Sep 19, 2013; Winnipeg, Manitoba, CAN; Minnesota Wild forward Mikael Granlund (64) prior to the game against the Winnipeg Jets at MTS Centre. Mandatory Credit: Bruce Fedyck-USA TODAY Sports

With Two More Cuts Coming, is Mikael Granlund on Outside Looking In?

We’re down to the nitty-gritty as the Minnesota Wild look to solidify their opening night roster over the span of the next week and final two preseason games. Minnesota has narrowed the camp roster down to 28 names, but Mike Rupp will start the season on IR because of his knee, and Brett Bulmer and Tyler Cuma are both out with undisclosed injuries. Thus, Minnesota is really just two cuts away from their opening night roster. Signed to a pro tryout agreement, veteran NHL center David Steckel will almost assuredly be one of the cuts, but the other may very well come down to 2010 9th overall pick Mikael Granlund.

In a year that’s seen impressive training camp and preseason performances from all of the “big five”–Granlund, Charlie Coyle, Jason Zucker, Nino Niederreiter and defenseman Mathew Dumba–Granlund’s small size and less physical playing style may have him on the outside looking in. When camp began, it was thought that the fight for No. 2 center would be a pretty even match between Granlund and Coyle. No one had any idea Coyle would come into camp as nothing short of the second coming of Jonathan Toews. Granlund had no chance, but it wasn’t due to any shortcomings of his own–Coyle just played himself into a roster spot.

No room at No. 2 center? No problem, Granlund just had to throw himself into the fray with Zucker and Niederreiter. After an impressive second chance preseason debut by Zucker, a game in which his play literally changed the game as he assisted on the game-tying goal and scored the only goal in the shootout, it left no doubt the talented 2010 second rounder had regained the inside track on No. 2 left wing. That said, it’s down to Niederreiter, Fontaine and Granlund for the last roster spot, and Granlund just isn’t suited to be a bottom-6 forward.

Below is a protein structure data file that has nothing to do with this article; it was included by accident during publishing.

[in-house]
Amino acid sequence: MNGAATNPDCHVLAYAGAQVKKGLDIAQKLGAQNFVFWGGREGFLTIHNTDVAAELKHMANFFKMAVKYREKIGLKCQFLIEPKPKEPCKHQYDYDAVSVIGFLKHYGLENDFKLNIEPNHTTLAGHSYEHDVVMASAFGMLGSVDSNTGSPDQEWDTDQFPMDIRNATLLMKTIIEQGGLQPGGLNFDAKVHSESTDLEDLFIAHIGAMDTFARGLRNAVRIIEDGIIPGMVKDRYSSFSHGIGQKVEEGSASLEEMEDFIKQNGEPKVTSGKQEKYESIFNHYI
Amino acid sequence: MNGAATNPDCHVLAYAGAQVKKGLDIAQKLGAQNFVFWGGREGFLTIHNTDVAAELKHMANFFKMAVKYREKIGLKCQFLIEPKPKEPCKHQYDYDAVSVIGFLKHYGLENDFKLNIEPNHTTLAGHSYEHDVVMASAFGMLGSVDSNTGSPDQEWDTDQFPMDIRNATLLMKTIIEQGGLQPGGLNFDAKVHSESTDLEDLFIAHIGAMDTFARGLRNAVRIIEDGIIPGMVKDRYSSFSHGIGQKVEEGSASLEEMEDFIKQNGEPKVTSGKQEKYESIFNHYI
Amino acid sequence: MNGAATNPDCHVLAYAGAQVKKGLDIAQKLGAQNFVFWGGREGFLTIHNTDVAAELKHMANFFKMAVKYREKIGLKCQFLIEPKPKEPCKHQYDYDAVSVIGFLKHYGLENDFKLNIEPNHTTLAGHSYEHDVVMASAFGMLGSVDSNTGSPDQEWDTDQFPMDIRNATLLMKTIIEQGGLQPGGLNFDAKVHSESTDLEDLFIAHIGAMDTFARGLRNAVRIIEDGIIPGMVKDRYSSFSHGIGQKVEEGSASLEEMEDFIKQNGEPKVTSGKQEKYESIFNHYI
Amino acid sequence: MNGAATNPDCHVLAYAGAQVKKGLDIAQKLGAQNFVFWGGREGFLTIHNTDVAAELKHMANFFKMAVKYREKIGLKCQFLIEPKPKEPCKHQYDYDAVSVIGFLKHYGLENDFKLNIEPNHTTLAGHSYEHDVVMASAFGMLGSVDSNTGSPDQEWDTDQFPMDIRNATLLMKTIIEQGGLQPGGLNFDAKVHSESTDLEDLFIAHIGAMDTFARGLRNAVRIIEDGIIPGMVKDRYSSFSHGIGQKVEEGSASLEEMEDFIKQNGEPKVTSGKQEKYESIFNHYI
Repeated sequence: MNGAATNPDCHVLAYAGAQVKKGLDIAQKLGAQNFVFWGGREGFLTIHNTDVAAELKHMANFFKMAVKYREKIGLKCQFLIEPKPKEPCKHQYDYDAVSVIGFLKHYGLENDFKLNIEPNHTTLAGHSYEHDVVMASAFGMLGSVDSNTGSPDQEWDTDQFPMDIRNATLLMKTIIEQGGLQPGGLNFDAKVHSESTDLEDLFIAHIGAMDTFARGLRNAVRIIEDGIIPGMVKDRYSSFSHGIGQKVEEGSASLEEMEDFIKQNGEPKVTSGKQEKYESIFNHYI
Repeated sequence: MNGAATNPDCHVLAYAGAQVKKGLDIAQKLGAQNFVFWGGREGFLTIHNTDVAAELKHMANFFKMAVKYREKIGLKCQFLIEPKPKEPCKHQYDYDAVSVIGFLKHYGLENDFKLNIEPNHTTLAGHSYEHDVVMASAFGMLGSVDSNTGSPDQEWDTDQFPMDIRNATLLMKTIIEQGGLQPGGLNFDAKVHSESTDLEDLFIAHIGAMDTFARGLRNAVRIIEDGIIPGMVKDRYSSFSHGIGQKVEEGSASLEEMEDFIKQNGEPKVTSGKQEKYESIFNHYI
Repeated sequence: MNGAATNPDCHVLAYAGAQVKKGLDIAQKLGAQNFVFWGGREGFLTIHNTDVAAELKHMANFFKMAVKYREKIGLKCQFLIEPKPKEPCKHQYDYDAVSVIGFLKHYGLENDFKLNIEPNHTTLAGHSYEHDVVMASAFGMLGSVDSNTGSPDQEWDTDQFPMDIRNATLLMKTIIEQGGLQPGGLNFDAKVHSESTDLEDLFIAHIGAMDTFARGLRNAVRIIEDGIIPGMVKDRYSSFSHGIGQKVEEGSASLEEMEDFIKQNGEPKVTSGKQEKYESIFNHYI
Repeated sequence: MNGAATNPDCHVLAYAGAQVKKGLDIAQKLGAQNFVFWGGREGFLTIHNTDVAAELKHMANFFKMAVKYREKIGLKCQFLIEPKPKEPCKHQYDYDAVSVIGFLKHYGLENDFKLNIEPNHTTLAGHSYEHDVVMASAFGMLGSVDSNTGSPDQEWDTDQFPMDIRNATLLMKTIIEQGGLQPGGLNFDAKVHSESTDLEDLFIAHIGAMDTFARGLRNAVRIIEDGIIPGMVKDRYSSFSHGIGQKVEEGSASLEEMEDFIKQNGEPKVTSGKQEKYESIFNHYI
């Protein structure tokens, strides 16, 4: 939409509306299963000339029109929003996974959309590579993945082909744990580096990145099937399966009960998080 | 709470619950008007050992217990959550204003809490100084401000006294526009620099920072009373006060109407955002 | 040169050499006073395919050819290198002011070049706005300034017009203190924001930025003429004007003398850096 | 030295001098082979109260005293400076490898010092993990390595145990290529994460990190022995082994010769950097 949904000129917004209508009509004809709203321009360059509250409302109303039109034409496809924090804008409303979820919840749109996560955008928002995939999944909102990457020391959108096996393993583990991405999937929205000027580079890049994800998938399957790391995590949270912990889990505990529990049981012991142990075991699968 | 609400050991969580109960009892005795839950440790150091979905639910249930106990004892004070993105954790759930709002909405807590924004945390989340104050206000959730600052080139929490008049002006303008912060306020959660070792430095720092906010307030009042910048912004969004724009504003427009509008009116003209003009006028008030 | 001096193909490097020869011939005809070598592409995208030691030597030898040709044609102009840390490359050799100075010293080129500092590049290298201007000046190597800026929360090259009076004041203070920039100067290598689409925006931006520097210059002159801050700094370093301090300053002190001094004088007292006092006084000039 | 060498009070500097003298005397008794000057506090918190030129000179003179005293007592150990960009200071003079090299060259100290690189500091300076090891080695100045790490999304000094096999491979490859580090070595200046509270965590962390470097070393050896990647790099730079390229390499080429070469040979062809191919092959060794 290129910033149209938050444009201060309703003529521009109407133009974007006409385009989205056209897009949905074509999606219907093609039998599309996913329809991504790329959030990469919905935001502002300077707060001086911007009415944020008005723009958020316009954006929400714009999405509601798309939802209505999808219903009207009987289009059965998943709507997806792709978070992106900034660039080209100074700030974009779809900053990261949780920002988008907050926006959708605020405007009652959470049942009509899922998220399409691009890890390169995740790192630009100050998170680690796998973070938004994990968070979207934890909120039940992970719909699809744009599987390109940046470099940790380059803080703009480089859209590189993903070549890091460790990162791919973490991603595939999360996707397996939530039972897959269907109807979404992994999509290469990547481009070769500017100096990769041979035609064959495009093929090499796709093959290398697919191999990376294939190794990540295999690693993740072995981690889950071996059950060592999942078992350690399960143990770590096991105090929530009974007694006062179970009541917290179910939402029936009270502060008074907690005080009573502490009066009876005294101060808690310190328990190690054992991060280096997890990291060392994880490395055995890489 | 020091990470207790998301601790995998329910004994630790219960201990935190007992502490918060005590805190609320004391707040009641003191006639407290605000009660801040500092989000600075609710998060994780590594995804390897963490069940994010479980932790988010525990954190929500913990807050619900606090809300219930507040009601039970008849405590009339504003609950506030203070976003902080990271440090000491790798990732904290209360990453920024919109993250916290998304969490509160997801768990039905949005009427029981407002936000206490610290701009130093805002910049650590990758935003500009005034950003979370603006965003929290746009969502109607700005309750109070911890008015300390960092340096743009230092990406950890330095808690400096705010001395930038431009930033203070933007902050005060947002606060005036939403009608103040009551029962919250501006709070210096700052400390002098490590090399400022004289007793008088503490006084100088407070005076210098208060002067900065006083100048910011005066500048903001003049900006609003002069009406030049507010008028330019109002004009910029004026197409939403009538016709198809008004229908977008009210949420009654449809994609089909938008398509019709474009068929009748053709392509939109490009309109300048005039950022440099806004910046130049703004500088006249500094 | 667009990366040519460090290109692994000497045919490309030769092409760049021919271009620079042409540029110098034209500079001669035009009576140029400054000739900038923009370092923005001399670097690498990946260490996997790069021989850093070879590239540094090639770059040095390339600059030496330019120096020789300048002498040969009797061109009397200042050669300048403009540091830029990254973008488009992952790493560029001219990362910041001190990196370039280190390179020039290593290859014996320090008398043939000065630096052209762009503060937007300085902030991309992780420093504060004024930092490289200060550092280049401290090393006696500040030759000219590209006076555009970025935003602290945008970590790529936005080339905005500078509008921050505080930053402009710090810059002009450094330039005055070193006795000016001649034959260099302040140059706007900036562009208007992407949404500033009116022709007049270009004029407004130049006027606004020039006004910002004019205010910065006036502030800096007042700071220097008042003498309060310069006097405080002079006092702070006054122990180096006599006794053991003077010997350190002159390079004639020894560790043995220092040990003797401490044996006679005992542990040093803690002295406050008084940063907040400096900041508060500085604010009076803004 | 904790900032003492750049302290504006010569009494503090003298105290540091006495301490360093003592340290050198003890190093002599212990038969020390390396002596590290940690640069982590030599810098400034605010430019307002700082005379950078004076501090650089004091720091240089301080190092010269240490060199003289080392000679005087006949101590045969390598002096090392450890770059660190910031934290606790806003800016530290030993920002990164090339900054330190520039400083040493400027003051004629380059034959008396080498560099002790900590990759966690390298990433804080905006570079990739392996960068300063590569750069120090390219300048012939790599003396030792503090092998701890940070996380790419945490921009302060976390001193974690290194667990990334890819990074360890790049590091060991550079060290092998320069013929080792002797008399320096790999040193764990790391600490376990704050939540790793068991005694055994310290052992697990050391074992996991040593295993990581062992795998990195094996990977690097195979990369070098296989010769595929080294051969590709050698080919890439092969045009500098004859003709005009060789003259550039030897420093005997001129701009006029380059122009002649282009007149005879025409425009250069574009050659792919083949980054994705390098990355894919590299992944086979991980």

Nino, with all his size, strength and goal-scoring ability, has proven he can play in either a top-6 or top-9 role. His game isn’t suited for the fourth line, however, he gives Minnesota a deadly secondary scoring threat with Matt Cooke and Kyle Brodziak on the third line. With the fourth line made up of a combination of Rupp, Fontaine, Zenon Konopka, Torrey Mitchell and Jake Dowell, this gives head coach Mike Yeo the ability to roll four solid lines at any time–something that was the trademark of 2013 Stanley Cup Final teams Chicago and Boston.

Mikael needs to be where he can receive top minutes in all situations. Right now, that would be Iowa. The problem that also arises is the fact that it may be difficult to find room for Mikael in the future, too. Zach Parise, Mikko Koivu and Jason Pominville are far from ancient, Zucker, Coyle and Niederreiter are not even close to entering their primes yet, and Dany Heatley’s departure after this season will just make room for the Wild to sign Thomas Vanek in free agency.

There’s just not enough room for everyone. Perhaps it’s this line of reasoning that forced Wild GM Chuck Fletcher’s hand in parting with Johan Larsson and Matt Hackett in the Pominville trade. Hard decisions have to be made when guiding a sports franchise to the pinnacle of success. In the end, if Granlund is going to make Minnesota’s lineup fulltime, I’d have to think one of Konopka or Brodziak would be moved. Coyle could step in as No. 2b/3a center, leaving Brodziak or Konopka on the fourth line.

A healthy scratch tonight, Granlund’s last chance to prove he belongs on this year’s opening night lineup will come on Friday night in St. Louis as the Wild conclude their preseason with the second half of a home-and-home with the Blues. There’s no question he’s going to have a very bright career in the NHL–it’s just not going to come in anything less than a first or second line scoring role. Until he can claim one outright, some more time to dominate in the minors certainly won’t hurt his career. Iowa Wild fans may be in for a special treat this fall.

Follow Dakota Case at Twitter.com/Dakota_case

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